He has cleared out his bank account and has no money, but if he comes to me I will have to be strong and say, “NO!” No more enabling for me as this is what I have done in the past and now see it was so wrong for him and for me. I can only trust that his higher power guides him back to AA and he takes control again of his life or he will not have one to care about.

    It if very difficult for a mother to have to carry this out, but I just know this is the right thing to do.
    So if anyone out there is in the same dilemma, please seek out Alanon as they are there for you and the program is for you, not the performing alcoholic.

  • I watched my mum and dad suffer with my beautiful brother John who died aged 40 due to alcoholism. My 18 year old nephew is also having problems and there is such good support out there, but he feels that he would be ridiculed to go there.

    I also went to Alanon when I visited my mum in Scotland and took mum. It really helped me and I shared it with John. My abiding memory of John is telling me he loved me, but knowing that he had given up. I am crying as I write this but I am so grateful to have this space to share. I also know that the divine energy surrounding us at this time can support us in letting go of the trend of addiction in our families.

    With much love and light always,

    Fiona

  • My heart goes out to you, Fiona.

  • Rita

    Hi. I can relate with the ABOVE. I am not sure if my son is addicted to alcohol, but when he does drink, which is at least 3-4 times a week, he tends to go OVERBOARD and when confronted at that time he defiantly walks out of the house and switches off his mobile. My heart is in my mouth wondering when he will return, so I have learned to ‘let it pass’ at that time and broach the topic the next day when he is sober.

    He is in denial and never admits to the addiction. I don’t know how to tackle this and help him out. He’s an intelligent man of 30 and enslaved to alcohol. I keep telling him, “Why be a slave when you can be a MASTER?”, but he emphasizes that he isn’t dependent on alcohol, but just has it to feel numb and forget certain problems.

    I am living on edge. Unless he ADMITS and wants to be helped, what do I do? I would rather he be at home drinking than outside because if in case there is an emergency, at least we are there for him and can do the needful. I feel helpless and hopeless. Any suggestions shall be truly appreciated.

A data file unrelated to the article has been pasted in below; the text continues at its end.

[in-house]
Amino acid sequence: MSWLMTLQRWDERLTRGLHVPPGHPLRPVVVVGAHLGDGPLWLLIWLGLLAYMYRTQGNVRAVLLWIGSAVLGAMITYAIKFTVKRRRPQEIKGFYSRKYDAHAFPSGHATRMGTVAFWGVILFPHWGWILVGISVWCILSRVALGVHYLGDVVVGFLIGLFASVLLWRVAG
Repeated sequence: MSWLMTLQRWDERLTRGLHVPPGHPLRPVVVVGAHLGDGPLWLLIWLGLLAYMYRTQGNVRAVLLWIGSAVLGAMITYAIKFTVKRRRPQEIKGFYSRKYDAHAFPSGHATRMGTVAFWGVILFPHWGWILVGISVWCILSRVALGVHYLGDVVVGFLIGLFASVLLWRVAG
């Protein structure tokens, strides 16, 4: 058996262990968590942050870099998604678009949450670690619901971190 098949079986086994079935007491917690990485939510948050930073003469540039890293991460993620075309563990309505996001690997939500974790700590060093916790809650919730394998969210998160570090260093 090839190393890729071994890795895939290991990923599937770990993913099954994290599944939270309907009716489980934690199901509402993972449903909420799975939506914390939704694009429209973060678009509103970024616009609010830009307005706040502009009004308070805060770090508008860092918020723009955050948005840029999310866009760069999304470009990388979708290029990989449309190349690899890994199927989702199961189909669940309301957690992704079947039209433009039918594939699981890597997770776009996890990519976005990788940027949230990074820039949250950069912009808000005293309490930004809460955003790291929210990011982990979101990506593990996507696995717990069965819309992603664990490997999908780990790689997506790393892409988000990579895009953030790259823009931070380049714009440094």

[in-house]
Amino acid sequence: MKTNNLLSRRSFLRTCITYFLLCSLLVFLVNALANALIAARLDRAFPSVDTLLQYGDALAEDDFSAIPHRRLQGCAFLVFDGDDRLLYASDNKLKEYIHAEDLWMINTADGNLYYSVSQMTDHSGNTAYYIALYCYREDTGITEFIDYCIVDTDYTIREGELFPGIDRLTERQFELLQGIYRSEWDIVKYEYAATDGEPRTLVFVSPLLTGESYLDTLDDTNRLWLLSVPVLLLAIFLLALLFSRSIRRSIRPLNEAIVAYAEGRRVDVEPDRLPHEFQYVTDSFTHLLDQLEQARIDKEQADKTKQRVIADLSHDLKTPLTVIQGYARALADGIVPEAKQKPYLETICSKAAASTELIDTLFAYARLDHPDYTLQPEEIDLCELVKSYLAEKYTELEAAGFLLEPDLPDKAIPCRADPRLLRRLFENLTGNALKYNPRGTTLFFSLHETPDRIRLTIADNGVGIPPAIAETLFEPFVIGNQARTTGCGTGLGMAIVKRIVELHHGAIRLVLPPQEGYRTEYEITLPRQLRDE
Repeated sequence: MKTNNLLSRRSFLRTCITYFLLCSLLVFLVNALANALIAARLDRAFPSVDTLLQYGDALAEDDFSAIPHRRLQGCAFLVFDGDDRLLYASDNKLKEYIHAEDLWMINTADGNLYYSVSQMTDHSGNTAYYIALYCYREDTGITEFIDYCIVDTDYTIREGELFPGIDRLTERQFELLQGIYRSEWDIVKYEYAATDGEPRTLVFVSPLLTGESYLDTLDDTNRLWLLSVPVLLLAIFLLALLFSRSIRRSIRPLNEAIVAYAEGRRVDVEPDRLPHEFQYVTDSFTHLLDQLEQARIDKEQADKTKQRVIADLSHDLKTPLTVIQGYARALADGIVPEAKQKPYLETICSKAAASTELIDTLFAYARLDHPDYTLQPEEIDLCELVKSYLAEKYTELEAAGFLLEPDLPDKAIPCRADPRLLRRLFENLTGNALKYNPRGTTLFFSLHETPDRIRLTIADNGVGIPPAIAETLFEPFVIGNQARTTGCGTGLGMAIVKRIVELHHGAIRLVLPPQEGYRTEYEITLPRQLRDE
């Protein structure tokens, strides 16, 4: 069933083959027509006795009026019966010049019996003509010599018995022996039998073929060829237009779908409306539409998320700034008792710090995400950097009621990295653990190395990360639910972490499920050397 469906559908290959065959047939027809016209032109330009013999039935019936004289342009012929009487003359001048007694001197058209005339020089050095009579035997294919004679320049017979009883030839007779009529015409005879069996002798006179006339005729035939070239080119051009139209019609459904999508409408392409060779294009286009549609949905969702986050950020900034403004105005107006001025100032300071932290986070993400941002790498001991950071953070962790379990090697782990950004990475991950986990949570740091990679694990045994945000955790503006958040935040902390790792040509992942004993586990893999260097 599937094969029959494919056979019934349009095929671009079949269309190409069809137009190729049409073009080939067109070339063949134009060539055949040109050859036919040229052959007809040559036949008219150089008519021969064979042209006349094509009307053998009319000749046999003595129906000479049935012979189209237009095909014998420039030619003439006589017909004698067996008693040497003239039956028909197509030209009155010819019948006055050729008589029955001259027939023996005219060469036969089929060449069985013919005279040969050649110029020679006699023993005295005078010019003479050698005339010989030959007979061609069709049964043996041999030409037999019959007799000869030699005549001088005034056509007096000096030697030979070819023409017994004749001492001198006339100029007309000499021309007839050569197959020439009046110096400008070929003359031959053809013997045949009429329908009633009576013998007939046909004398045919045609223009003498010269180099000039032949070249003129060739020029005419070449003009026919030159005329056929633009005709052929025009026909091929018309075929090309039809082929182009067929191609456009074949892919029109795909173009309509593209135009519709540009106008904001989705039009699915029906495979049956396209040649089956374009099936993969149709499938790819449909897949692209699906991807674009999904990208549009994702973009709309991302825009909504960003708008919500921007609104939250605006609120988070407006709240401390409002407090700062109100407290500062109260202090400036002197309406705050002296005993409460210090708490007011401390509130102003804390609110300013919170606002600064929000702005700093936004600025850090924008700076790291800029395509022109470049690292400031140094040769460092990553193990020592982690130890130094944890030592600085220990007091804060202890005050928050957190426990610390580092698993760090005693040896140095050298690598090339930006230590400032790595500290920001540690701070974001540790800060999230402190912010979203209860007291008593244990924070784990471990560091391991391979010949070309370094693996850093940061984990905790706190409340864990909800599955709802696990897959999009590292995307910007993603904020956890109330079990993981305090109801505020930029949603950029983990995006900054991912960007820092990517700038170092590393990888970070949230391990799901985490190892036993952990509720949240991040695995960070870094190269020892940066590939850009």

Thanks. God Bless.

  • Clair

    Your story was very touching and certainly hit home. I have 4 children, 2 of whom have an addiction issue with alcohol. They can’t just have a couple beers. A couple leads to 4, 6, 8. Then of course bad behavior, missed work, loose jobs, etc….. and the cycle repeats.

    When these 2 (identical twins) were 9, their father (a functioning alcoholic) committed suicide. We were in family therapy for some time. The older twin did go to rehab and half way through, my mom died and he came out as they were very close to her. Now it seems they both need help and I don’t know what to do. Both have been to counselors. Any suggestions would be appreciated.

  • Amy

    My prayers are with all of you. May God bless you all in your darkest hours.

  • Lea

    Prayers to your family. I have brother that is going through his second relapse with alcohol. It happened 2 months ago (and 2 years ago), this time almost killed him. They diagnosed him with Wernick’s Kirkoff syndrome, but not sure that is correct because of how well he is doing now. The first episode caused him to lose his wife and job. This episode forced my parents to sell his house and move him to a physical therapy place closer to us.

    I am really scared because they are thinking of moving him in with them (we are not sure if he will be able to live alone yet). I would rather see him in assisted living for a while, he has already told a counselor friend of ours that he doesn’t like AA (only went 2 times the 1st episode) and that he can handle it himself! I am so afraid that he will take advantage of my parents and will go back to his old ways!! So sad!

  • Elizabeth

    My alcoholic son committed suicide in 1996 at age 36. He had lived with me for fifteen years and it was a nightmare. He was in and out of rehab. In the last year before his death, I had moved to another town, to stay with another son, hoping to make my alcoholic son take responsibility for is addiction. The Salvation Army took him in for nine months, kept him sober, but he never lost his need for alcohol. I returned home and took him to the local mental hospital, telling them my son was suicidal. I didn’t have money for his care. They wouldn’t admit him.